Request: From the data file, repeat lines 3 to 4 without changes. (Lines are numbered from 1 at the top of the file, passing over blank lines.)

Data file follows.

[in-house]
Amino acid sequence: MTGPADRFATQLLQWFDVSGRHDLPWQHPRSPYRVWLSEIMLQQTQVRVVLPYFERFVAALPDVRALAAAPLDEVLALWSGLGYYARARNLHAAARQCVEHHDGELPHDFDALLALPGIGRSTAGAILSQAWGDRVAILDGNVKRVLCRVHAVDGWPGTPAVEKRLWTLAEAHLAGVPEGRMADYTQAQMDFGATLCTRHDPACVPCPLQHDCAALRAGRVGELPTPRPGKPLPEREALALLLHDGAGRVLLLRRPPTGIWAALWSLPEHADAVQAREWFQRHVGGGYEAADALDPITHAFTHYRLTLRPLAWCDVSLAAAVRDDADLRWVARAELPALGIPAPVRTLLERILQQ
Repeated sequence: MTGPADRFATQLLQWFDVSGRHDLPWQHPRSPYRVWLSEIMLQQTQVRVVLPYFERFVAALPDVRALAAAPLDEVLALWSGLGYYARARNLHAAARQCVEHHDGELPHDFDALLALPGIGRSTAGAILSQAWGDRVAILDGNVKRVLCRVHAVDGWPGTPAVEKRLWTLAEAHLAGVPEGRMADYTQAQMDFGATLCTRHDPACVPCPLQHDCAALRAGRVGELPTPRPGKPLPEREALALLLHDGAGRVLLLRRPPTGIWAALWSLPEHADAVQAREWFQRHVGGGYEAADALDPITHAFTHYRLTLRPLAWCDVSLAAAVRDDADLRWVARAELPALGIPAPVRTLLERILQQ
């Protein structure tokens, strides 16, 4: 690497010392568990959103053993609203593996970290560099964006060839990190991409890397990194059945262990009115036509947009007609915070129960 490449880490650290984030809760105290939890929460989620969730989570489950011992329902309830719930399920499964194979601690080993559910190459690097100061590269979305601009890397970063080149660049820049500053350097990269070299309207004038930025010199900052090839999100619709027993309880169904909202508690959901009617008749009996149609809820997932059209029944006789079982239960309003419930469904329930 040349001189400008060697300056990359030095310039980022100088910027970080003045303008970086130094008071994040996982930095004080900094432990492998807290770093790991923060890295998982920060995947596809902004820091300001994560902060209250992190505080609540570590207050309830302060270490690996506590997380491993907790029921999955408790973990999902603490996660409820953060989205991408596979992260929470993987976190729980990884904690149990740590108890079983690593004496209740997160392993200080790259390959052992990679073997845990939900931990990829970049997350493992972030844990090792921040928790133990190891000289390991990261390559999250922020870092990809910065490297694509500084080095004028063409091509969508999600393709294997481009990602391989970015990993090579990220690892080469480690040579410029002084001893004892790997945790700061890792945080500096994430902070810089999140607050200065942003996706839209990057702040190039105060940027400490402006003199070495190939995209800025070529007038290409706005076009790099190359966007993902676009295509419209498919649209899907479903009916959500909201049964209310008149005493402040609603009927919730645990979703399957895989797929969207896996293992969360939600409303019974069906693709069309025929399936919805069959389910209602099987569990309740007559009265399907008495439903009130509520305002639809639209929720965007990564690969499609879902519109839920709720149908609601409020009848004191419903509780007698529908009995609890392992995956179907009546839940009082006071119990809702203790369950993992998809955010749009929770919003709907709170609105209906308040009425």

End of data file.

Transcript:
Repeated sequence: MTGPADRFATQLLQWFDVSGRHDLPWQHPRSPYRVWLSEIMLQQTQVRVVLPYFERFVAALPDVRALAAAPLDEVLALWSGLGYYARARNLHAAARQCVEHHDGELPHDFDALLALPGIGRSTAGAILSQAWGDRVAILDGNVKRVLCRVHAVDGWPGTPAVEKRLWTLAEAHLAGVPEGRMADYTQAQMDFGATLCTRHDPACVPCPLQHDCAALRAGRVGELPTPRPGKPLPEREALALLLHDGAGRVLLLRRPPTGIWAALWSLPEHADAVQAREWFQRHVGGGYEAADALDPITHAFTHYRLTLRPLAWCDVSLAAAVRDDADLRWVARAELPALGIPAPVRTLLERILQQ
């Protein structure tokens, strides 16, 4: 690497010392568990959103053993609203593996970290560099964006060839990190991409890397990194059945262990009115036509947009007609915070129960 490449880490650290984030809760105290939890929460989620969730989570489950011992329902309830719930399920499964194979601690080993559910190459690097100061590269979305601009890397970063080149660049820049500053350097990269070299309207004038930025010199900052090839999100619709027993309880169904909202508690959901009617008749009996149609809820997932059209029944006789079982239960309003419930469904329930 040349001189400008060697300056990359030095310039980022100088910027970080003045303008970086130094008071994040996982930095004080900094432990492998807290770093790991923060890295998982920060995947596809902004820091300001994560902060209250992190505080609540570590207050309830302060270490690996506590997380491993907790029921999955408790973990999902603490996660409820953060989205991408596979992260929470993987976190729980990884904690149990740590108890079983690593004496209740997160392993200080790259390959052992990679073997845990939900931990990829970049997350493992972030844990090792921040928790133990190891000289390991990261390559999250922020870092990809910065490297694509500084080095004028063409091509969508999600393709294997481009990602391989970015990993090579990220690892080469480690040579410029002084001893004892790997945790700061890792945080500096994430902070810089999140607050200065942003996706839209990057702040190039105060940027400490402006003199070495190939995209800025070529007038290409706005076009790099190359966007993902676009295509419209498919649209899907479903009916959500909201049964209310008149005493402040609603009927919730645990979703399957895989797929969207896996293992969360939600409303019974069906693709069309025929399936919805069959389910209602099987569990309740007559009265399907008495439903009130509520305002639809639209929720965007990564690969499609879902519109839920709720149908609601409020009848004191419903509780007698529908009995609890392992995956179907009546839940009082006071119990809702203790369950993992998809955010749009929770919003709907709170609105209906308040009425």